Expectations for significant rate increases in the fast approaching June reinsurance renewals for Florida insurance companies abound as a result of interplaying factors, namely that the considerable uncertainty as to the global (re)industry’s exposure to COVID losses is leading to "trapped" investors capital which will have the effect of limiting reinsurance and retrocessional capacity available to support the Florida renewals.
This is caused by the way that ILS contracts work in that until the COVID loss is quantified, the collateral supporting the reinsurance contract is "trapped" and so cannot be deployed for renewals. Without new capital coming in from existing or new investors the amount of capital available for the Florida renewals will potentially decrease and thus enable the remaining capital providers to charge more.
Additionally, any reinsurers relying on ILS capital to manage their company's exposures are likely facing reduced levels of cover and so will have to manage their line sizes down.
Comments by major reinsurers on this topic in their Q1 2020 results conferences for analysts, support the idea that reduced retro capacity will lead to significant rate increases, as follows:
1. Kevin O' Donnell, President and Chief Executive Officer of Renaissance Re, in the recent Q1 2020 earnings conference "retro capacity from third-party investors will be constrained....as we believe substantial amounts of collateral will be trapped at year's end." Additionally "The dislocated third-party capital market may also affect the amount of retro that can be purchased. Others may need to shrink if their retro reduces, which will further reduce supply."
2. Jean Doucette, CEO of Zurich Re's reinsurance division, mentioned in their recent earnings conference : "Looking near term, particularly the upcoming June Florida renewals, we expect rates will be affected by limited capacity, recent losses and the market's heightened sensitivity to risk due to climate change and social inflation. Also, there is a strain on alternative capital, traditionally large players in Florida. Therefore, we continue to see upward pricing momentum in Florida along with improved terms and conditions."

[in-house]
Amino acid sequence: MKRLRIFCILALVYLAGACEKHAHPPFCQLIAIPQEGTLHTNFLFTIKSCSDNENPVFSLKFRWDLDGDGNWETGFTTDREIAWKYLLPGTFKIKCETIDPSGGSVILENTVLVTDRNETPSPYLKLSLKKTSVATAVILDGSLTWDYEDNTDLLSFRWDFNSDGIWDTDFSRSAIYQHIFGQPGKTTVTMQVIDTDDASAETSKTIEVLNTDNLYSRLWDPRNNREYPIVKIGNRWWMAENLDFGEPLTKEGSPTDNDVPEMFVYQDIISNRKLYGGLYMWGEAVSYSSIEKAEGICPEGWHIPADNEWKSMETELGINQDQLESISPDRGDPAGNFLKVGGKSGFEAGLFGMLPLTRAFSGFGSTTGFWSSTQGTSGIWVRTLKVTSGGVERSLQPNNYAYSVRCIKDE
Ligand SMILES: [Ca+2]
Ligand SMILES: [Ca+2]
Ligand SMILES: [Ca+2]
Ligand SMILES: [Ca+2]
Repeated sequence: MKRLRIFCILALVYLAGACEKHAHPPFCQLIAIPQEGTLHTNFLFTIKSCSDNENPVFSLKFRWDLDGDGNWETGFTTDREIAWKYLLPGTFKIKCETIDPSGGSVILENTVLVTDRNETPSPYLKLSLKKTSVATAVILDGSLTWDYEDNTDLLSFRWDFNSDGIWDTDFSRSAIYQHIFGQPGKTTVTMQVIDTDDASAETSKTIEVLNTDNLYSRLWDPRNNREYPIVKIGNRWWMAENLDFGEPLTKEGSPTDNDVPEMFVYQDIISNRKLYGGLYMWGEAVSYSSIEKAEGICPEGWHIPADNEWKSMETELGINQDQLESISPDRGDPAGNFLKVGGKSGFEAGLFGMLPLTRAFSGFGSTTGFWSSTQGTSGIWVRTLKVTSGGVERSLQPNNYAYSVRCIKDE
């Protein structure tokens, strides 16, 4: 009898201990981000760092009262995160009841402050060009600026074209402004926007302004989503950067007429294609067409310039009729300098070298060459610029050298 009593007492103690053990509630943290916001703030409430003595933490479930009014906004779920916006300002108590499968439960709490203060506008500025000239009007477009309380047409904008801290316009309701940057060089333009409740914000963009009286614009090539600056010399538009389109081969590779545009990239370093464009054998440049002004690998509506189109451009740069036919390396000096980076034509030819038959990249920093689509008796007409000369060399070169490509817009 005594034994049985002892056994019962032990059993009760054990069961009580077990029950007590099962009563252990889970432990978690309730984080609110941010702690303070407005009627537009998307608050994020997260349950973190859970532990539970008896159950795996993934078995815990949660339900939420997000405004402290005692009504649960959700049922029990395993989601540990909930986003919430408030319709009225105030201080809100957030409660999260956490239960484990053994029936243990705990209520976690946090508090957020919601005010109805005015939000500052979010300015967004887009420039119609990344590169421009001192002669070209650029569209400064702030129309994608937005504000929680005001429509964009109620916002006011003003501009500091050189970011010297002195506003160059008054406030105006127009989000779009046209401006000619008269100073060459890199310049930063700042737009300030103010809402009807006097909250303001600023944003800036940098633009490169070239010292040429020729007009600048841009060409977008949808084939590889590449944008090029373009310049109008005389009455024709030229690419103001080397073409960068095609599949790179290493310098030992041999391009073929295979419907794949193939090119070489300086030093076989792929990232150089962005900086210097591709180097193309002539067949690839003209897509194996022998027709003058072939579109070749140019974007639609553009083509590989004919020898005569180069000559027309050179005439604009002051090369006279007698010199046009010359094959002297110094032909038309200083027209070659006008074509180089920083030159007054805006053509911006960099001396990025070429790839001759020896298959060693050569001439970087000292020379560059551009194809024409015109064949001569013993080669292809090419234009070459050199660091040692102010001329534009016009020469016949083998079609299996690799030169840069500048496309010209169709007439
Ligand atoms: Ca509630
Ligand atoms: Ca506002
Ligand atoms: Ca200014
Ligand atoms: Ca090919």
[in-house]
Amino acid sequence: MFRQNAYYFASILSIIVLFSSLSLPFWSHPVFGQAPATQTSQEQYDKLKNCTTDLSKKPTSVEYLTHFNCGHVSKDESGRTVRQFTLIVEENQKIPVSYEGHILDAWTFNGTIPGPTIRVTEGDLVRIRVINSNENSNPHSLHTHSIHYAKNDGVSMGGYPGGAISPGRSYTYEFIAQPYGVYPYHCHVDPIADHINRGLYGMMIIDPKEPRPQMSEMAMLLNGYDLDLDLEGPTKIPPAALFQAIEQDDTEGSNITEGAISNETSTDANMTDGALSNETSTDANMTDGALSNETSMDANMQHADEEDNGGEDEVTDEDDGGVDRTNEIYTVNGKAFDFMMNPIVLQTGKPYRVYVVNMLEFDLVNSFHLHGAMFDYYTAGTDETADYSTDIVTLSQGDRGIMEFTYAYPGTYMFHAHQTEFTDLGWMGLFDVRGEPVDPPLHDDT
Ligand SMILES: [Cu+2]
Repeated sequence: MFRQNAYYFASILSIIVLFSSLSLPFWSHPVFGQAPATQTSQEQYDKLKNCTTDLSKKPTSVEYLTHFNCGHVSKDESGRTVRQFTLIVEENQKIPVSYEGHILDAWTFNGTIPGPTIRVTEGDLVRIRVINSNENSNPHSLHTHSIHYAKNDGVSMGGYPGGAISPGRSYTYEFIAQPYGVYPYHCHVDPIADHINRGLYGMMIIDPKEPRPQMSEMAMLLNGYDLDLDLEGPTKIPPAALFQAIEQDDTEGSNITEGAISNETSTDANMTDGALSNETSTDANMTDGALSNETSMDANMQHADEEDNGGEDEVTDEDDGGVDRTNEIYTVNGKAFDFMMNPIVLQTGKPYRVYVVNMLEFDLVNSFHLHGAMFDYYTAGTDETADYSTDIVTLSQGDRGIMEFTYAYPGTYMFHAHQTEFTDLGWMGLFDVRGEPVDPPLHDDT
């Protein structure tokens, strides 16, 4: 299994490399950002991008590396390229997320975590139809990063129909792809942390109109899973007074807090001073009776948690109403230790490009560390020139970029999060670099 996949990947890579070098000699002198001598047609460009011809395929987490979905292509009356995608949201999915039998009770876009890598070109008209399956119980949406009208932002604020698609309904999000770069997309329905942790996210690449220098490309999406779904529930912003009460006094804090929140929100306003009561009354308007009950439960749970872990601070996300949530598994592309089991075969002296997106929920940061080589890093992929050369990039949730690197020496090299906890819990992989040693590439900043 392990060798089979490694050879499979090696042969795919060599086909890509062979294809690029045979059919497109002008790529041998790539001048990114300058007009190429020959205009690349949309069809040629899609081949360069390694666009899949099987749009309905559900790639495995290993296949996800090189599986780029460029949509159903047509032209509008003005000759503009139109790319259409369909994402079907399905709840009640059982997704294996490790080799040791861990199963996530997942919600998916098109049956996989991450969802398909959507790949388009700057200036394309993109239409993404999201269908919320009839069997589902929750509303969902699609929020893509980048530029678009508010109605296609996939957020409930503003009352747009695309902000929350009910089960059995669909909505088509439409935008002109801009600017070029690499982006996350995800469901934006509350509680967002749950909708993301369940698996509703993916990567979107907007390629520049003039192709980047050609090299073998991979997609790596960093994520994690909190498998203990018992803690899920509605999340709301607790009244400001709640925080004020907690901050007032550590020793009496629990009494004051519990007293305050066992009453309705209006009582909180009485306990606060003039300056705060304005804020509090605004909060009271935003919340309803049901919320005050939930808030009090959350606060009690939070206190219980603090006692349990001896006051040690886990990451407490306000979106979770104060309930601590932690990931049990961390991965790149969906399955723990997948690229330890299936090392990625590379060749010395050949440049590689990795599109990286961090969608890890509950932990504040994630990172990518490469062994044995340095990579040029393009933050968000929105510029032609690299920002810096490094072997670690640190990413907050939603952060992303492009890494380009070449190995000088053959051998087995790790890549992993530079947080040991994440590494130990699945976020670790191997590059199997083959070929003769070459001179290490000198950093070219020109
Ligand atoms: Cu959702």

3. Peter Zaffino, AIG's President and Chief Operating Officer and Chief Executive Officer, said in AIG's recent earnings conference “With respect to the reinsurance market, unlike traditional main parallel catastrophes, COVID was not modeled, and therefore, it will be a headwind for future capacity. We believe the retro market will contract. And in the ILS market, there will be trapped capital, which will lock up collateral; therefore, restricting capacity on a go-forward basis. And we're already seeing this."
4. Brian O’Neill, Partner-Client Executive at TigerRisk, was quoted recently as saying “We have not experienced market conditions like we are seeing this year since 2006. We are a supply and demand economy, and given the shortage of retro cover available (especially low attaching cover), the loss creep from Irma and to some degree Michael, the lack of legislative reforms to fix the one way attorney fee statutes in the state, and then throw in a Global Pandemic – you have a perfect storm hitting the June 1st renewals.”
Separately, the analyst Keefe, Bruyette & Woods ("KBW") has predicted that Florida rate increases will average 20% or higher. According to Artemis.bm, KBW's analysts expect "these will be the steepest increases in Florida catastrophe reinsurance rates for more than a decade and that the market is unlikely to ever again get as cheap as it has been in recent years."
Initial comment: There are other specific factors that apply to Florida business such as the worsening of the estimated losses of previous hurricanes and the loss inflation due to the assignment of benefits (AOB) crisis and these were always going to make the Florida renewals interesting. Now, it does look as if we are entering a wide-ranging hard market, as Kevin O’Donnell put it, "I have speculated that market dislocations would look and feel different with decreased amplitude of rate increases, shorter persistence and more narrow geographic distribution. I’m pleased to report that I was wrong. We will now find ourselves in a traditional hard market…in sum, in the market, capital is now scarce and risk is now abundant.”
We will report how these expectations pan out.
If you would like to be added to the distribution list of published articles, please email: firstname.lastname@example.org